I've linked to some pages from this in the past, but didn't realize it was coming out in print. Don't know how I missed it until now (that video is dated December, and there was a preview announced for Free Comic Book Day, which if not for our current zombie apocalypse would have been the first Saturday in May).

This is damned exciting. It's kinda surprising that nobody's ever done a comic biography of Kirby, but Scioli is the guy to do it. I was lamenting the other day that Kirby's planned series of autobiographical comics only got as far as a single ten-page story, Street Code. This is the closest we're ever going to get to that series -- Scioli's even chosen to follow Street Code's lead and not ink his pencil art on this (though he has chosen to color it; Street Code was just pencils, no inks or colors).

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Re: and Dead Tree Comics

Postby Thad » Tue May 12, 2020 11:23 pm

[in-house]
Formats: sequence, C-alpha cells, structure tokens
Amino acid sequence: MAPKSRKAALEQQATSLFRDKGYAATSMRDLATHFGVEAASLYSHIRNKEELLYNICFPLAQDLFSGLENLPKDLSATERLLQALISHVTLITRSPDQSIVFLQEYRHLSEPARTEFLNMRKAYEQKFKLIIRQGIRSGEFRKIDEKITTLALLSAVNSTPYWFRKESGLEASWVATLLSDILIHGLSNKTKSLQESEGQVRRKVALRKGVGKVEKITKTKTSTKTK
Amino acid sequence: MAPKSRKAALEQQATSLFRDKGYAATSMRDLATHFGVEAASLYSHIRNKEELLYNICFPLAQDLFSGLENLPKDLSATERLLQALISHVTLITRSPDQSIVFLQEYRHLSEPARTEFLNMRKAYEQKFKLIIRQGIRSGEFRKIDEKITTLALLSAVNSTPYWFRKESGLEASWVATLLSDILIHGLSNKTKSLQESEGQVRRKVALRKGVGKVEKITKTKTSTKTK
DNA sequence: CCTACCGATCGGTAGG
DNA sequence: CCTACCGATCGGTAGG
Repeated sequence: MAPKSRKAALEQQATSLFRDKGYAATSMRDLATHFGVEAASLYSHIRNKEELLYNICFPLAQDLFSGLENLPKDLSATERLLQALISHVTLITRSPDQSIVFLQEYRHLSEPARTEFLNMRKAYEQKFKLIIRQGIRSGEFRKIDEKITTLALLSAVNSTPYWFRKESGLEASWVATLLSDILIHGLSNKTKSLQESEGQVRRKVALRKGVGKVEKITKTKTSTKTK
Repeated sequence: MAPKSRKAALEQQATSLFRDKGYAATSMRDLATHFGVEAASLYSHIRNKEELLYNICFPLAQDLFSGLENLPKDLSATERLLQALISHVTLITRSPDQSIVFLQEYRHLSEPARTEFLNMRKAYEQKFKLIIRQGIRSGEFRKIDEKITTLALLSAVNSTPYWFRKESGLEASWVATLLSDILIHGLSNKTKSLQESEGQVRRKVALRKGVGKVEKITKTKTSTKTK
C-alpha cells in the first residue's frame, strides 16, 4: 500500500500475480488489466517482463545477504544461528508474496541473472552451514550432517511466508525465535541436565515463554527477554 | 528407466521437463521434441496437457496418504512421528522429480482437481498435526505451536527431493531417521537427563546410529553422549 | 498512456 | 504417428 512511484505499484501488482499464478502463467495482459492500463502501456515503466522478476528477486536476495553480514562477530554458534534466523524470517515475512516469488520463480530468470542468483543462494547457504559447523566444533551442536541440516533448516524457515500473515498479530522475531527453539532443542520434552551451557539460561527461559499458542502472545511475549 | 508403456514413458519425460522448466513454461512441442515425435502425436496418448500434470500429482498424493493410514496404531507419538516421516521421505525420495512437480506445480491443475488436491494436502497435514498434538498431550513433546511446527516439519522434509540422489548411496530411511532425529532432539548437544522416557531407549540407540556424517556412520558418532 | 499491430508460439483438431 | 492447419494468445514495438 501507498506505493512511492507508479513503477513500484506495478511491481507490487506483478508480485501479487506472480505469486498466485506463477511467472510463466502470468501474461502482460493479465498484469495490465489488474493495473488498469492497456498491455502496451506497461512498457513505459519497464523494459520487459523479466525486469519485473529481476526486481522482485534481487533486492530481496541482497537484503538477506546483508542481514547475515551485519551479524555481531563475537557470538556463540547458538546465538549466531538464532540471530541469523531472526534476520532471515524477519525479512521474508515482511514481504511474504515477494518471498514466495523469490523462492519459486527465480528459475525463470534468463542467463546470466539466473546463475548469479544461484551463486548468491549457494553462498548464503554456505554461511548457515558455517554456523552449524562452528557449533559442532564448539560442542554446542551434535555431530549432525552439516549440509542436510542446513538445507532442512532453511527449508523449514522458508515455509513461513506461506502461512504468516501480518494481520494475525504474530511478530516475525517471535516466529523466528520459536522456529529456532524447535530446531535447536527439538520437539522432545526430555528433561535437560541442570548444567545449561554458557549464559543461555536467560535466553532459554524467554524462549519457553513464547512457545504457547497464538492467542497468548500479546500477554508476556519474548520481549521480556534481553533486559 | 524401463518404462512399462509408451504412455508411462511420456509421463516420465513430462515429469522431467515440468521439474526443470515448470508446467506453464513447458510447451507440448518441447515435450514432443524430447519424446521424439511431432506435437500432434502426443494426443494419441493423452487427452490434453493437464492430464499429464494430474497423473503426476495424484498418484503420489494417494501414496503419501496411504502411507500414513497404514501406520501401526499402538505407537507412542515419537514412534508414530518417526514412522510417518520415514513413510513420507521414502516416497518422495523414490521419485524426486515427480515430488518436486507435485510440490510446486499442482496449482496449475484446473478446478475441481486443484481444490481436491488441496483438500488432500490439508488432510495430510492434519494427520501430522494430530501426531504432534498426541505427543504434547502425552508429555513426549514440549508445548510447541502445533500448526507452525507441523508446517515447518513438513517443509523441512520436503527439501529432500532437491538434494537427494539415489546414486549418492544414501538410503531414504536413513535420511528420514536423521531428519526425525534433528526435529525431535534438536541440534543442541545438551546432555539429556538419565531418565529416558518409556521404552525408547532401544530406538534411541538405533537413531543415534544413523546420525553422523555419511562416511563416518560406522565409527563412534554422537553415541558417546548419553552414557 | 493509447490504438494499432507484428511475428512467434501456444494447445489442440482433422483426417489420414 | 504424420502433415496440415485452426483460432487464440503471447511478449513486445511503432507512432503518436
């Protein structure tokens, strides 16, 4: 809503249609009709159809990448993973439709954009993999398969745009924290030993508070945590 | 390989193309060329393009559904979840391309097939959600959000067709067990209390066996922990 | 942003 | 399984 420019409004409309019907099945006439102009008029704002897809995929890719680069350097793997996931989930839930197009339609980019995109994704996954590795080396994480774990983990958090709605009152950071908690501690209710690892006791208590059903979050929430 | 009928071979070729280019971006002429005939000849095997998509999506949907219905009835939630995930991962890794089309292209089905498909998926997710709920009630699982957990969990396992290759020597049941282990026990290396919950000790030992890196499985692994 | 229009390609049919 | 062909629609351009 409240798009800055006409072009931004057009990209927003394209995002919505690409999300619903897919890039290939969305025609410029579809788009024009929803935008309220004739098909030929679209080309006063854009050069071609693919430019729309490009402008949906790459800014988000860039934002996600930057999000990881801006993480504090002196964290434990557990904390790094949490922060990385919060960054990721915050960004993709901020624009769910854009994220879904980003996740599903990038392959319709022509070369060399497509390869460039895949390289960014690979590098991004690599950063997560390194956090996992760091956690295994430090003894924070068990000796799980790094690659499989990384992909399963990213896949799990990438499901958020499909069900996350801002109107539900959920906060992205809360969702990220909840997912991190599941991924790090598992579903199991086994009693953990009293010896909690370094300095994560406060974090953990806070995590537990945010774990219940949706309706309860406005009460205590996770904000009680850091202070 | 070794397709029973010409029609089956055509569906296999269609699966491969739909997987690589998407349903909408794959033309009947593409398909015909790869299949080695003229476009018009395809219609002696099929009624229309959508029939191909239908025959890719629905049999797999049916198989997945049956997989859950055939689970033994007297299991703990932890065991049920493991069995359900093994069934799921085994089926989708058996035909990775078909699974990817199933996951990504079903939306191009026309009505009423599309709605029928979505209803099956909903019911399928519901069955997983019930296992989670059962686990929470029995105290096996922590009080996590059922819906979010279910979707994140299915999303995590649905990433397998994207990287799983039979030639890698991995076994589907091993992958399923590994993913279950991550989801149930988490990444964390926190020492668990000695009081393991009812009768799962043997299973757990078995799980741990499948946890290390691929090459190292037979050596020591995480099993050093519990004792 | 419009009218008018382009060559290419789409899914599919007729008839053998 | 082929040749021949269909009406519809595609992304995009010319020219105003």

Man, I'm so glad Evanier's doing these interviews; it's just wonderful hearing the stories from guys like Aragones and DeBartolo.

As awful as the current epidemic is, a few good things have come out of it. This is like being able to see the cool parts of San Diego Comic-Con without having to deal with the crowds. It'd sure be great if Mark kept doing this stuff even after everything gets back to whatever the new normal is. He's a great interviewer and he knows everybody.

There's some fantastic history here. And I'm glad somebody's recording it. As captivated as I was at seeing who showed up in the chat when I watched the Aragones cast, I find myself just watching the feed and not paying attention to the chat -- so I know the video will still be enjoyable for years to come.

Looking forward to Levitz on Thursday and another Cartoon Voices panel on Saturday.

Also DeBartolo is selling some autographed merchandise over at his website, gizwiz.biz. For any Mad merch bought through June 15, he's donating the proceeds to Actors Fund.

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Re: and Dead Tree Comics

Postby Thad » Wed May 20, 2020 12:42 am

Tonight's guest was Scott Shaw.

I kind of love that Mark chose to highlight my "I'm guessing nobody else wants to talk about Sonic the Hedgehog?" rhetorical question just to confirm that we would not be talking about Sonic the Hedgehog.